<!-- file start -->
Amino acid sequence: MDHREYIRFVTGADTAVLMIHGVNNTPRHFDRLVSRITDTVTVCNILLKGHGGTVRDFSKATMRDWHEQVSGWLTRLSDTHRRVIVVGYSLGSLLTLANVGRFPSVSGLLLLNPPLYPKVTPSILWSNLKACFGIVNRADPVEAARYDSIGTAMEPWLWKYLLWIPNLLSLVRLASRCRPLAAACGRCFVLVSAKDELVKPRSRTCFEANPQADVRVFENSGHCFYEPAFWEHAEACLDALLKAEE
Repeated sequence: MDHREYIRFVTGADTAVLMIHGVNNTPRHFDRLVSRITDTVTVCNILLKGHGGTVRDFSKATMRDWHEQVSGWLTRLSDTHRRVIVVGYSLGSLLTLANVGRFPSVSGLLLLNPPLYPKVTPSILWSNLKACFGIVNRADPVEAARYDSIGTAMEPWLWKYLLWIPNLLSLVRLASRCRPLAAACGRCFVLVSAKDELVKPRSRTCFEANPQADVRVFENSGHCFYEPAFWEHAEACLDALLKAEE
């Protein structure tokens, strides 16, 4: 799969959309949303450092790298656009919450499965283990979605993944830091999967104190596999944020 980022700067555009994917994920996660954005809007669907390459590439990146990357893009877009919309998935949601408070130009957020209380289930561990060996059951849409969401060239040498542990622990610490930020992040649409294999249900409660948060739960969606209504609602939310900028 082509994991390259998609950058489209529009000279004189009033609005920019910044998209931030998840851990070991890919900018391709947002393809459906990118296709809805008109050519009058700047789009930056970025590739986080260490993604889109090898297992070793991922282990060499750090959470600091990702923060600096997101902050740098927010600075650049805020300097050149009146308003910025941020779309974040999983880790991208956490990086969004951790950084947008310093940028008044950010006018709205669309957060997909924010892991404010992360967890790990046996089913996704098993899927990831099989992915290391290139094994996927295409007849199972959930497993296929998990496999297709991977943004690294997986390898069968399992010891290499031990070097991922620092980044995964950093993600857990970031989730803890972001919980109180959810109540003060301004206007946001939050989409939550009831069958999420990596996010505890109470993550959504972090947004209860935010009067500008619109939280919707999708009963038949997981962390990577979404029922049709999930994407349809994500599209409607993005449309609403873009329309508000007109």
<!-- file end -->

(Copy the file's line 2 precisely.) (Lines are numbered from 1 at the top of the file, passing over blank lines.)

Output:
Repeated sequence: MDHREYIRFVTGADTAVLMIHGVNNTPRHFDRLVSRITDTVTVCNILLKGHGGTVRDFSKATMRDWHEQVSGWLTRLSDTHRRVIVVGYSLGSLLTLANVGRFPSVSGLLLLNPPLYPKVTPSILWSNLKACFGIVNRADPVEAARYDSIGTAMEPWLWKYLLWIPNLLSLVRLASRCRPLAAACGRCFVLVSAKDELVKPRSRTCFEANPQADVRVFENSGHCFYEPAFWEHAEACLDALLKAEE